Being a garlic farmer requires a whole bunch of patience.

Planting the cloves takes place in late October; harvesting comes in July.

Knowing and enjoying the slow farming of garlic around Salida are truck farmers Tiffany and Mike Collette, who live on a couple of acres near Scanga Meat Co. with their two yellow Labradors, Henry and Glen. 

“We are fans of everything garlic,” Tiffany said. “We have a collection of garlic books.”

Their collection includes Stanley Crawford’s “Garlic Testament,” written on his farm in Dixon, outside Taos, in northern New Mexico.

The Collettes own Rocky Mountain Garlic LLC, currently farming a half-acre plot with 9,000 garlic plants they planted last fall and will carefully dig from their slumber this month – all by hand.

In the ground, the Collettes have hard-neck varieties of Bogatyr, Khabar, Romanian Red, Spanish Roja, Korean Red, extra-hardy German White, Choparski and Chesnook Red.

Their soft necks include French Heirloom, California White and Kettle River Giant.

“We were introduced to garlic in 2010 and have been growing it for the last eight years, starting with less than a hundred and growing our seed stock every year,” the Collettes said. “We hope to almost double to about 16,000 plants for next season.”

Like author and garlic expert Crawford in New Mexico, the Collettes take their crop in their pristine 1971 VW bus to the Salida Farmers Market Saturday mornings at Alpine Park.

They sell their garlic crop in its dried form and also as decorative braids. They offer a sampling of their garlic pesto and the recipe. They also offer duck eggs from their flock of six.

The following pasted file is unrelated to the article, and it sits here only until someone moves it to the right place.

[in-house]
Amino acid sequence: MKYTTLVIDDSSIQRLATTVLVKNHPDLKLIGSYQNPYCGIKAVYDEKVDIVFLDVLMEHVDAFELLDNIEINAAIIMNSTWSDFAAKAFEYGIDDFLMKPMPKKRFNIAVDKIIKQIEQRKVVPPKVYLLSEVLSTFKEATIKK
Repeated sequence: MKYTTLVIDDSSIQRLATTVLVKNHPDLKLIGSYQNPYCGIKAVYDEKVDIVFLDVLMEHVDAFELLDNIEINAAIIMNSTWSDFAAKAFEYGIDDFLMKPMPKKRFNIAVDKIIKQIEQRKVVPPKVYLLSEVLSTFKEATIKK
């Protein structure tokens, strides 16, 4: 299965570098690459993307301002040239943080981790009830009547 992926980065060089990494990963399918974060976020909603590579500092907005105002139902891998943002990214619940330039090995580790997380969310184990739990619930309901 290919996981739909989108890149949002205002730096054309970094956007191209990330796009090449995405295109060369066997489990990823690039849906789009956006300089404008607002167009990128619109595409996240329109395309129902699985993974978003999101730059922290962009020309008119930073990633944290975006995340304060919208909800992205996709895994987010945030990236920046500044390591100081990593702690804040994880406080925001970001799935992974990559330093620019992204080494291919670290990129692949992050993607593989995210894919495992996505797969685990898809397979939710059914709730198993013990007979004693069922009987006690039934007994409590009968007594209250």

“We keep ducks for eggs and their help with bugs in the garden,” said Tiffany. “We rotate the garlic with potatoes and fava beans. 

“We love garlic most for its flavor when eaten raw or cooked. However, we love growing garlic because it is so beautiful. It’s one of the first things to emerge from the ground in springtime,” she said.

“The leaves are a blue-green color, and as they mature the hard-neck garlic starts to form a flower. The flower head, also called a scape, seems to follow the sun’s path, east to west, every day. The flower head doesn’t get to stay on long; we snip it to encourage more energy into bulb formation,” she added.

When they’re not doing farm chores, Mike works for Monarch Mountain as a ski patroller in winter and Colorado Parks and Wildlife in summer as a river ranger with Arkansas Headwaters Recreation Area. Tiffany works for Dr. Ralph Wentz, local foot and ankle specialist, as a back office assistant. 

Like many others in the Upper Arkansas River Valley, Mike and Tiffany came for whitewater thrills.

“We spent a summer season training to be river guides in Salida in 2007. Then we moved around to Winter Park, Fayetteville, W. Va., and South Lake Tahoe, Calif., before settling down in Salida in 2015,” she said.

They are originally from Hudson, Ohio.

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